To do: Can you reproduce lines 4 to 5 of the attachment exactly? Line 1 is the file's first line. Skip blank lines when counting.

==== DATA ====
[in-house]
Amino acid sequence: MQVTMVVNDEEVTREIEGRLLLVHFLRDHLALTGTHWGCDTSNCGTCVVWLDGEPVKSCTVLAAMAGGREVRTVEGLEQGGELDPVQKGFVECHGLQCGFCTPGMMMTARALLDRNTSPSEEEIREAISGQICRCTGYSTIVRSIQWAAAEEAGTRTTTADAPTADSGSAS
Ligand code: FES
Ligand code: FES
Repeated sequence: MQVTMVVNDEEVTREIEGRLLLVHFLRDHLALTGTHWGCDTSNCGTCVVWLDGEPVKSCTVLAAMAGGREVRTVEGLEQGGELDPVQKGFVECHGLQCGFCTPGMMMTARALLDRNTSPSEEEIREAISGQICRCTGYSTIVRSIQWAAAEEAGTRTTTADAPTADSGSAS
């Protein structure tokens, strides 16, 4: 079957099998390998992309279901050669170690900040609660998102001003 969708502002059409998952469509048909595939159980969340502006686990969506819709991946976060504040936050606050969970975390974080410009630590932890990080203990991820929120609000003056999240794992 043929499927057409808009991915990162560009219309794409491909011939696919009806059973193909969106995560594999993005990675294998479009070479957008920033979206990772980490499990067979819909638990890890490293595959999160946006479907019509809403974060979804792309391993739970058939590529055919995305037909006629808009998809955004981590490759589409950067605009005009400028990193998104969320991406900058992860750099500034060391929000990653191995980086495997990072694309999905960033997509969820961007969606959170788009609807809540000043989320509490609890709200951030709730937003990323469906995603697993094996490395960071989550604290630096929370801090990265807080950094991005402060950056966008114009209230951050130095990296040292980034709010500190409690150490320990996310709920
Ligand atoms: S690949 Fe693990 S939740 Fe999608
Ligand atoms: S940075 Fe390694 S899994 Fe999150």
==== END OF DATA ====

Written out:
Ligand code: FES
Repeated sequence: MQVTMVVNDEEVTREIEGRLLLVHFLRDHLALTGTHWGCDTSNCGTCVVWLDGEPVKSCTVLAAMAGGREVRTVEGLEQGGELDPVQKGFVECHGLQCGFCTPGMMMTARALLDRNTSPSEEEIREAISGQICRCTGYSTIVRSIQWAAAEEAGTRTTTADAPTADSGSAS